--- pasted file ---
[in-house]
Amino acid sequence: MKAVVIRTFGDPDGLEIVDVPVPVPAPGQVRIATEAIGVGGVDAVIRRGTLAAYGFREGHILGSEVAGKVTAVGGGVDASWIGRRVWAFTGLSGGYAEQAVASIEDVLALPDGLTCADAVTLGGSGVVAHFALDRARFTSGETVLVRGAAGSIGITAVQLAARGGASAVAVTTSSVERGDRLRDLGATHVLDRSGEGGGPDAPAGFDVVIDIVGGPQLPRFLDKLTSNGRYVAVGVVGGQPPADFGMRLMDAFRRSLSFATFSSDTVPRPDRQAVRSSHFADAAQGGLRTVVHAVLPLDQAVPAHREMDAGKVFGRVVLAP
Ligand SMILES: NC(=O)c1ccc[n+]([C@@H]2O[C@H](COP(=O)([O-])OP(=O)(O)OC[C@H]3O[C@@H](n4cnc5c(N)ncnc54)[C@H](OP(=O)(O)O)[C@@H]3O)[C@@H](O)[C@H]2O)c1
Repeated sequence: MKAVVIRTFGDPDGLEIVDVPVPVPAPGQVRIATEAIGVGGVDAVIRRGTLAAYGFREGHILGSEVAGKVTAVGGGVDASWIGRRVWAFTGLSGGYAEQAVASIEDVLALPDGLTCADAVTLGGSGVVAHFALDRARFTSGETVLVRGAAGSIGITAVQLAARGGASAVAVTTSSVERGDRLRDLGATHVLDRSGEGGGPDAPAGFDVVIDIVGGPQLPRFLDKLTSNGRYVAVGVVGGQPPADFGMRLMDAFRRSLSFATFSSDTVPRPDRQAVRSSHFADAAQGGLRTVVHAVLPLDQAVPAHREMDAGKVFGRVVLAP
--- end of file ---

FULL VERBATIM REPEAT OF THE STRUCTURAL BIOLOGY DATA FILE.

[in-house]
Amino acid sequence: MKAVVIRTFGDPDGLEIVDVPVPVPAPGQVRIATEAIGVGGVDAVIRRGTLAAYGFREGHILGSEVAGKVTAVGGGVDASWIGRRVWAFTGLSGGYAEQAVASIEDVLALPDGLTCADAVTLGGSGVVAHFALDRARFTSGETVLVRGAAGSIGITAVQLAARGGASAVAVTTSSVERGDRLRDLGATHVLDRSGEGGGPDAPAGFDVVIDIVGGPQLPRFLDKLTSNGRYVAVGVVGGQPPADFGMRLMDAFRRSLSFATFSSDTVPRPDRQAVRSSHFADAAQGGLRTVVHAVLPLDQAVPAHREMDAGKVFGRVVLAP
Ligand SMILES: NC(=O)c1ccc[n+]([C@@H]2O[C@H](COP(=O)([O-])OP(=O)(O)OC[C@H]3O[C@@H](n4cnc5c(N)ncnc54)[C@H](OP(=O)(O)O)[C@@H]3O)[C@@H](O)[C@H]2O)c1
Repeated sequence: MKAVVIRTFGDPDGLEIVDVPVPVPAPGQVRIATEAIGVGGVDAVIRRGTLAAYGFREGHILGSEVAGKVTAVGGGVDASWIGRRVWAFTGLSGGYAEQAVASIEDVLALPDGLTCADAVTLGGSGVVAHFALDRARFTSGETVLVRGAAGSIGITAVQLAARGGASAVAVTTSSVERGDRLRDLGATHVLDRSGEGGGPDAPAGFDVVIDIVGGPQLPRFLDKLTSNGRYVAVGVVGGQPPADFGMRLMDAFRRSLSFATFSSDTVPRPDRQAVRSSHFADAAQGGLRTVVHAVLPLDQAVPAHREMDAGKVFGRVVLAP